Wednesday, January 16, 2008

Home Lead Test Kits

Home Lead Test Kits
The other day I saw one of those home lead test kits in the store. With the second recall of 2008 issued this week for excessive lead in children’s toys, I decided to do some research to see if these home kits were worthwhile.

“Useful . . . though limited” is what Consumer Reports said about three of the five testers.

The CPSC study of home lead tests resulted in the following caution : “Consumers should exercise caution when using these test kits to evaluate consumer products for potential lead exposures. False results can make it difficult or impossible for consumers to determine the proper course of action to take. In fact, CPSC staff has tested a number of other samples that had been identified by consumers and others based on their use of inexpensive test kits as having high lead levels. To date, none of these items has actually had high lead levels based on CPSC lab analysis. This is another indication of the poor reliability of the kits for this purpose. Testing by a qualified laboratory and trained personnel is the only way to accurately assess the potential risk posed by a consumer product that may contain lead.”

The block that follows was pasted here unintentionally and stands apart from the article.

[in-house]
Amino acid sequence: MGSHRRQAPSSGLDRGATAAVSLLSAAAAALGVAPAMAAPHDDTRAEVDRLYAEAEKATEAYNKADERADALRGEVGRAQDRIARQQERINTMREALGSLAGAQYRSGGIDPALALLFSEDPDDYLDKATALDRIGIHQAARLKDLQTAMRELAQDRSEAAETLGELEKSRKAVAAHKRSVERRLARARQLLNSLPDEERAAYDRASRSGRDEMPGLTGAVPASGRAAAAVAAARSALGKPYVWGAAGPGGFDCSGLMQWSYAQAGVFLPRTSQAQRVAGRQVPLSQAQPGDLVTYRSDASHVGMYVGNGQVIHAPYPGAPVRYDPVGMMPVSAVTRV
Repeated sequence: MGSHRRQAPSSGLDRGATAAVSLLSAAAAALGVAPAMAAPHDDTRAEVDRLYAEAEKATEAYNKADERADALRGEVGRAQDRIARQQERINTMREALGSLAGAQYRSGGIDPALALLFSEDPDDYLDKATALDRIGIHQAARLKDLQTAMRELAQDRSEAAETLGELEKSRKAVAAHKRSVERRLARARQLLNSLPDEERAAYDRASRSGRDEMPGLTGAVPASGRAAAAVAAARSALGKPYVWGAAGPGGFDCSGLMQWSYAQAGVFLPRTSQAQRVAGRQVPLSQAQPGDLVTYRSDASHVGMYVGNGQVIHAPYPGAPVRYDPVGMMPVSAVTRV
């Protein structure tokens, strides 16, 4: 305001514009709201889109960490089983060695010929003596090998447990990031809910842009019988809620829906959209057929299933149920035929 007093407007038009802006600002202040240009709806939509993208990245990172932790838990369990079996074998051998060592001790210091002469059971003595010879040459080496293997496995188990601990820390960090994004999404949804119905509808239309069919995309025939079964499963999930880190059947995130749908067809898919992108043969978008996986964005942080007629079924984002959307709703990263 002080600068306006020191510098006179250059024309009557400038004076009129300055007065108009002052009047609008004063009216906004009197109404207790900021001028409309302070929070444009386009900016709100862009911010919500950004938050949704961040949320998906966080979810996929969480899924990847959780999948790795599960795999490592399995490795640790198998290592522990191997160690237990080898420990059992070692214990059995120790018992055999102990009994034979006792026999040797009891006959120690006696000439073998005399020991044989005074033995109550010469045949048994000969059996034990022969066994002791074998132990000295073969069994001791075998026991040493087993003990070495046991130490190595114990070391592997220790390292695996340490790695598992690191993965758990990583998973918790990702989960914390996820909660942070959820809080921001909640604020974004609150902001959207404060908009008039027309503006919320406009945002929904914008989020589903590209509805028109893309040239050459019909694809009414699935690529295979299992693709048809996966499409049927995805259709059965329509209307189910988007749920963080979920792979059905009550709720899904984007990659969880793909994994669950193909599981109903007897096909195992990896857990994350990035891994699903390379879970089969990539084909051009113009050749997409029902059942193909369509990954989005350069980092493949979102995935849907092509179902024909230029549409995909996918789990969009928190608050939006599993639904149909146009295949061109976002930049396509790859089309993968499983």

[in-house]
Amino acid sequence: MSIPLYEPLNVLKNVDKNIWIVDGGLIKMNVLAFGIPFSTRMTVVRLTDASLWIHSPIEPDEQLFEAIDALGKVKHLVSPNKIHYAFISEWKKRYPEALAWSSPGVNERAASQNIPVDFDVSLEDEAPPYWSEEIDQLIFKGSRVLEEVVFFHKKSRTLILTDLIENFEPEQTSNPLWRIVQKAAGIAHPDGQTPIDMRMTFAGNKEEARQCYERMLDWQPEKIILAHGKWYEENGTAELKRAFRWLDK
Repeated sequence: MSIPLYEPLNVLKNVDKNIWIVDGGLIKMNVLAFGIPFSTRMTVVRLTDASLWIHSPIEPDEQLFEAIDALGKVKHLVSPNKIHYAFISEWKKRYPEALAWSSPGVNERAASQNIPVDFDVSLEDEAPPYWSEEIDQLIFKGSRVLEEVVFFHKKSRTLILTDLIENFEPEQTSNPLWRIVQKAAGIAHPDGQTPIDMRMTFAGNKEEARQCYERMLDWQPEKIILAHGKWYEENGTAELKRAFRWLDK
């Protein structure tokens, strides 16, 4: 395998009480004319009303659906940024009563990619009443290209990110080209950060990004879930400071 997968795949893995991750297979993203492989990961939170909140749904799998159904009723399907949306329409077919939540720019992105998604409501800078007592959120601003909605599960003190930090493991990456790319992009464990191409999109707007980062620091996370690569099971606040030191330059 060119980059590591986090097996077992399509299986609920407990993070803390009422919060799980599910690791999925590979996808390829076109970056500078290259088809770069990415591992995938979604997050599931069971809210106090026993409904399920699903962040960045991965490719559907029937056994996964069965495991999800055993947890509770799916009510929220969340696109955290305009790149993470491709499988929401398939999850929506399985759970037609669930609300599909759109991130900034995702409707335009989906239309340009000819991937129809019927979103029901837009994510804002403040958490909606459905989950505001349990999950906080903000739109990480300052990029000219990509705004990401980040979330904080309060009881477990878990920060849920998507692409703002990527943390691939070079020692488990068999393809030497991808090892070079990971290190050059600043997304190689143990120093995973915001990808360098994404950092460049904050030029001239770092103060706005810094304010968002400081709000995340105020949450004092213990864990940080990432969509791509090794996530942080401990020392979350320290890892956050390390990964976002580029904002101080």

From a pediatricsblog: “Even if they were reliable, testing toys yourself isn't very practical. Most toys include many pieces or are at least painted with several different colors and you would likely have to test each to be complete. For example, with the Barbie Dream Puppy House that was recalled this year, lead paint was only found on the puppy that was included with the toy. With lead test kits typically costing about $1 a test, it will quickly get expensive to test even just your child's most played with toys. "

Doesn’t look like the home lead test kits are the answer to safety in our children’s toys.